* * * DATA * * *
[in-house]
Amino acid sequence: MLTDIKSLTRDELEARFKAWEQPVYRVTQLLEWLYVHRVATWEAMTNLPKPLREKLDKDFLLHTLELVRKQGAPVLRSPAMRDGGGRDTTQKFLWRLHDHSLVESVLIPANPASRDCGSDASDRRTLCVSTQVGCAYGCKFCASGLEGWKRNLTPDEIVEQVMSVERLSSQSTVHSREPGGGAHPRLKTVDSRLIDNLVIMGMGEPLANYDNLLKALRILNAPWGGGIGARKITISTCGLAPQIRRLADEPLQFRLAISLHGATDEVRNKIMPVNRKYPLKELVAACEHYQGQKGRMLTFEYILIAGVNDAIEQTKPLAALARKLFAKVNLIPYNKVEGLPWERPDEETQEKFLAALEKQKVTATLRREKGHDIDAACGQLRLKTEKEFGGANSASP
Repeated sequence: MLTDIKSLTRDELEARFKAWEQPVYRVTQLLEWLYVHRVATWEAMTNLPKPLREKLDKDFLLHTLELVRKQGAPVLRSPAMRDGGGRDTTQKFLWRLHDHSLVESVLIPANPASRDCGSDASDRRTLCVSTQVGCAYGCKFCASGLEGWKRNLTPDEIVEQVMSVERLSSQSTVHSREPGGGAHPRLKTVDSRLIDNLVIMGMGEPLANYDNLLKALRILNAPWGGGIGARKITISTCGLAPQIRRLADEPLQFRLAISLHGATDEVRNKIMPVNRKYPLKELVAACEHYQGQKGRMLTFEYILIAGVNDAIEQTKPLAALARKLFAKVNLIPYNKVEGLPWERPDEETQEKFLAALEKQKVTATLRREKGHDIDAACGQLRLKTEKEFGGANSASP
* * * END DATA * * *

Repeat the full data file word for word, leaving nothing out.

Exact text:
[in-house]
Amino acid sequence: MLTDIKSLTRDELEARFKAWEQPVYRVTQLLEWLYVHRVATWEAMTNLPKPLREKLDKDFLLHTLELVRKQGAPVLRSPAMRDGGGRDTTQKFLWRLHDHSLVESVLIPANPASRDCGSDASDRRTLCVSTQVGCAYGCKFCASGLEGWKRNLTPDEIVEQVMSVERLSSQSTVHSREPGGGAHPRLKTVDSRLIDNLVIMGMGEPLANYDNLLKALRILNAPWGGGIGARKITISTCGLAPQIRRLADEPLQFRLAISLHGATDEVRNKIMPVNRKYPLKELVAACEHYQGQKGRMLTFEYILIAGVNDAIEQTKPLAALARKLFAKVNLIPYNKVEGLPWERPDEETQEKFLAALEKQKVTATLRREKGHDIDAACGQLRLKTEKEFGGANSASP
Repeated sequence: MLTDIKSLTRDELEARFKAWEQPVYRVTQLLEWLYVHRVATWEAMTNLPKPLREKLDKDFLLHTLELVRKQGAPVLRSPAMRDGGGRDTTQKFLWRLHDHSLVESVLIPANPASRDCGSDASDRRTLCVSTQVGCAYGCKFCASGLEGWKRNLTPDEIVEQVMSVERLSSQSTVHSREPGGGAHPRLKTVDSRLIDNLVIMGMGEPLANYDNLLKALRILNAPWGGGIGARKITISTCGLAPQIRRLADEPLQFRLAISLHGATDEVRNKIMPVNRKYPLKELVAACEHYQGQKGRMLTFEYILIAGVNDAIEQTKPLAALARKLFAKVNLIPYNKVEGLPWERPDEETQEKFLAALEKQKVTATLRREKGHDIDAACGQLRLKTEKEFGGANSASP